2 Tiny Stocks That Should Be This Week's Biggest Movers

2 Tiny Stocks That Should Be This Week's Biggest Movers

For beginning investors, it's often difficult to tell the difference between solid, long-term decisions and dumb, short-term luck. When a stock you own makes huge moves -- up or down -- in a single day, it's easy to let emotions run wild and make a buy/sell decision that you'll end up regretting.

If you own shares in either Galena Biopharma Inc. or ExOne Co. , three forces are combining to create such moves this week. The first is that both are small companies, each worth less than $1 billion. The second is that each is reporting earnings, and Wall Street watches extra closely when this happens. And the final factor is that a lot of investors are shorting -- or betting against the success of -- each company's stock.

To make sure you're prepared for the week ahead, here's what to look out for:


% of Shares Short


Expected Revenue (Millions)

Expected EPS

Galena Biopharma Inc.





ExOne Co.





Sources: finviz.com, E*Trade.

Galena Biopharma Inc.
Though Galena already has one medication -- for relieving cancer pain -- approved by the FDA, the company's future rests squarely on the success of its NeuVax line of breast and gastric cancer drugs. The former is already in phase 3 trials, while the latter is just beginning phase 2 testing.

Investors in the company have endured quite the roller-coaster ride. Between November and January, the company's stock rose almost 250%. The first catalyst was an announcement of successful early-stage trials for a drug targeted at preventing ovarian and endometrial cancer relapses. Several institutional investors started buying shares shortly thereafter, and then Galena announced they were acquiring Mills Pharmaceuticals. These events combined to create a snowball effect, sending the stock soaring.

But the market hasn't been so kind to shareholders since then. Shares have lost more than half of their value, in part because the company was alleged to have paid a firm to pump up Galena's potential.

When Galena reports this week, meeting revenue expectations won't be nearly as important as listening to the company's conference call. Of course, there may be questions about the stock-pump allegations. Some earlier-stage treatments may report positive developments. But investors should remain squarely focused on any progress coming from the company's line of NeuVax treatments.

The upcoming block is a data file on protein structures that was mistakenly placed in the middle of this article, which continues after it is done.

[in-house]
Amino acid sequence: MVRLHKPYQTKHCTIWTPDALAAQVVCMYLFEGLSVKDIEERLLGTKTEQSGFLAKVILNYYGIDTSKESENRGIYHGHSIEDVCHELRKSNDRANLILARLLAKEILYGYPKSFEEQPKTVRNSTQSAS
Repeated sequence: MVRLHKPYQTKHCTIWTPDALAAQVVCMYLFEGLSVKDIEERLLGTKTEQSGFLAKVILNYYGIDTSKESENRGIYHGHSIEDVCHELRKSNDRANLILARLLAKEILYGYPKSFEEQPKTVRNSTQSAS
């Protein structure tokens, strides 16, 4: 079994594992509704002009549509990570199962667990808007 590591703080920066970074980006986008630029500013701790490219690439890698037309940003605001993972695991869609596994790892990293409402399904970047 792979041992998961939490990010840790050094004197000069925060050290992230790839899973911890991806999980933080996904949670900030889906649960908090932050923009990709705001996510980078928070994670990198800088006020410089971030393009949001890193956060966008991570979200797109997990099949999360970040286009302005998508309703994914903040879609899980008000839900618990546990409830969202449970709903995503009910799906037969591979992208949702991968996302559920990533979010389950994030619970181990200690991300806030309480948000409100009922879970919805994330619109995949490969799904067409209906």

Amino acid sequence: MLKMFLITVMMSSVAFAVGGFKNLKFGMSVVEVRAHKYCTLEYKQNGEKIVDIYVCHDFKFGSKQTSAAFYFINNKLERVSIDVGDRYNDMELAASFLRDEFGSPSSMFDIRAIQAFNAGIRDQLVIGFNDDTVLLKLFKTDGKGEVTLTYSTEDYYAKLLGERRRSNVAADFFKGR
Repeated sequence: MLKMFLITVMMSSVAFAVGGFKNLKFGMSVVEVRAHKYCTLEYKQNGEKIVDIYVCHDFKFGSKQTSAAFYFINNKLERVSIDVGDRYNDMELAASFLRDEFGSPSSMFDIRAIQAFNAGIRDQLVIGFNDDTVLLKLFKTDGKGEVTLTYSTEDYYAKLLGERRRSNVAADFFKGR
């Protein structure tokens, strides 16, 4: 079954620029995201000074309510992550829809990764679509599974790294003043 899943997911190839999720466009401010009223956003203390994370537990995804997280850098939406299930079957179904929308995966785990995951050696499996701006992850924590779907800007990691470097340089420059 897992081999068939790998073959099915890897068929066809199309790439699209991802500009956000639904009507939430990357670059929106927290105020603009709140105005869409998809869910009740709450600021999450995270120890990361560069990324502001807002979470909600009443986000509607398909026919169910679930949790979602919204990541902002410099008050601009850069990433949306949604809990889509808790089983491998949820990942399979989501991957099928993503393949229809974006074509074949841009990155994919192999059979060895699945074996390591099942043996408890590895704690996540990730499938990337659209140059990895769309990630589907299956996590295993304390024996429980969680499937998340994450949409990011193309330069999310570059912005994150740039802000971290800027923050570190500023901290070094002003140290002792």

Sources: ExOne.

The preceding images paint a picture for the diverse number of objects that can be printed in glass, sand, or metal using ExOne's industrial 3-D printers. Though the company has brought in a scant $42 million in revenue over the past year while losing $0.26 per share -- versus a $600 million valuation -- investors think there's lots of reason to get excited about ExOne's potential.

For starters, the company is squarely focused on the industrial sector. Although these customers usually take longer to win over, in the end, they're usually far more lucrative than commercial or consumer users. ExOne's only real competition -- focused solely on the industrial sector -- is voxeljet , a German company that has already earned the ire of some investors for foolishly overspending and misallocating some of the proceeds from its recent IPO.

That being said, ExOne shareholders have had to endure a tough year so far, with shares trading down about 35% from early January highs. That's largely because the company announced that a few key customers put off their purchases until the first quarter of 2014 began. Investors should listen in to make sure these purchases were, in fact, made by now, and what the company sees in terms of sales for the rest of the year.

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The article 2 Tiny Stocks That Should Be This Week's Biggest Movers originally appeared on Fool.com.

Brian Stoffel has no position in any stocks mentioned. The Motley Fool recommends and owns shares of ExOne. Try any of our Foolish newsletter services free for 30 days. We Fools don't all hold the same opinions, but we all believe that considering a diverse range of insights makes us better investors. The Motley Fool has a disclosure policy.

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